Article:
The entire animal world may thus be arranged into divisions and subdivisions. Had every different kind of animal been created entirely independently of all the others, there would be no reason why such orders should exist. There would be no reason why there should not be mammals having six paws. We would have to assume, then, that at the time of creation, God had taken Linnaeus' system as a plan and created everything according to this plan. Happily we have another way of accounting for it. The likeness in the construction of the body may be due to a real family relationship. According to this conception, the similarity of particular characteristics shows how near or remote the relationship is, just as the resemblance between brothers and sisters is greater than between remote relatives. The animal classes were, therefore, not created individually, but descended one from another. They form one trunk which started with simple foundations and which has continually developed; the last and thinnest twigs are the species existing today. All species of cats descend from a primitive cat, which together with the primitive dog and the primitive bear, is the descendant of some primitive type of carnivorous animal. The primitive carnivorous animal, the primitive hoofed animal and the primitive monkey have descended from some primitive mammal, etc.
This theory of descent was put forward by Lamarck and by Geoffrey St. Hilaire. It did not, however, meet with general approval. These naturalists could not prove the correctness of this theory and, therefore, it remained only a hypothesis, a mere assumption. When Darwin came along, however, his major work on The Origin of Species struck like a thunderbolt; his theory of evolution was immediately accepted as a strongly proved truth. Since then the theory of evolution has become inseparable from Darwin's name. Why so?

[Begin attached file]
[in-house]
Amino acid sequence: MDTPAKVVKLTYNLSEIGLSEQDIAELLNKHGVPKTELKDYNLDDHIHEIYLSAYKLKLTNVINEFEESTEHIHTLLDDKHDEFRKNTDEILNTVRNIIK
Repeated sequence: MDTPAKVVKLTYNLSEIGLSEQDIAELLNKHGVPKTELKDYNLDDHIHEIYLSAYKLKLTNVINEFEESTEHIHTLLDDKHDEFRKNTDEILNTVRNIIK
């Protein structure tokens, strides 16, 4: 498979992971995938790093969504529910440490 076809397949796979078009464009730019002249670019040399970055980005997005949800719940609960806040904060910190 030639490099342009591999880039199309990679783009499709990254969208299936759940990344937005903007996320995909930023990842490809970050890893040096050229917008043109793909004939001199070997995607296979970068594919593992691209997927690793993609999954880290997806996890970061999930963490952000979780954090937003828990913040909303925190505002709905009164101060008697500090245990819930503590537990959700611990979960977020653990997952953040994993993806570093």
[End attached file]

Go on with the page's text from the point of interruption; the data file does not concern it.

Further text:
Partly this was due to the fact that through experience ever more material had been accumulated which went to support this theory. Animals were found which could not very well be placed into the classification, such as oviparous mammals, fishes with lungs, and invertebrate animals. The theory of descent claimed that these are simply the remnants of the transition between the main groups. Excavations revealed fossil remains which looked different from animals living now. These remains have partly proven to be the primitive forms of our animals, and have shown that the primitive animals have gradually developed into existing ones. Then the theory of cells was formed; every plant, every animal, consists of millions of cells and has been developed by incessant division and differentiation of single cells. Having gone so far, the thought that the highest organisms have descended from primitive beings having but a single cell no longer seemed so strange.
All this new experience could not, however, raise the theory to a strongly proved truth. The best proof for the correctness of this theory would have been to have an actual transformation from one animal kind to another take place before our eyes, so that we could observe it. But this is impossible. How then is it at all possible to prove that animal forms are really changing into new forms? This can be done by showing the cause, the propelling force of such development. This Darwin did. Darwin discovered the mechanism of animal development, and in doing so he showed that under certain conditions some animal species will necessarily develop into other species. We will now make clear this mechanism.
Its main foundation is the nature of transmission, the fact that parents transmit their peculiarities to children, but that at the same time the children diverge from their parents in some respects and also differ from each other. It is for this reason that animals of the same kind are not all alike, but differ in all directions from the average type. Without this variation it would be wholly impossible for one animal species to develop into another. All that is necessary for the formation of a new species is that the divergence from the central type should become greater and that it should continue in the same direction until the divergence has become so great that the new animal no longer resembles the one from which it descended. But where is the force that could call forth such ever-growing variation in the same direction?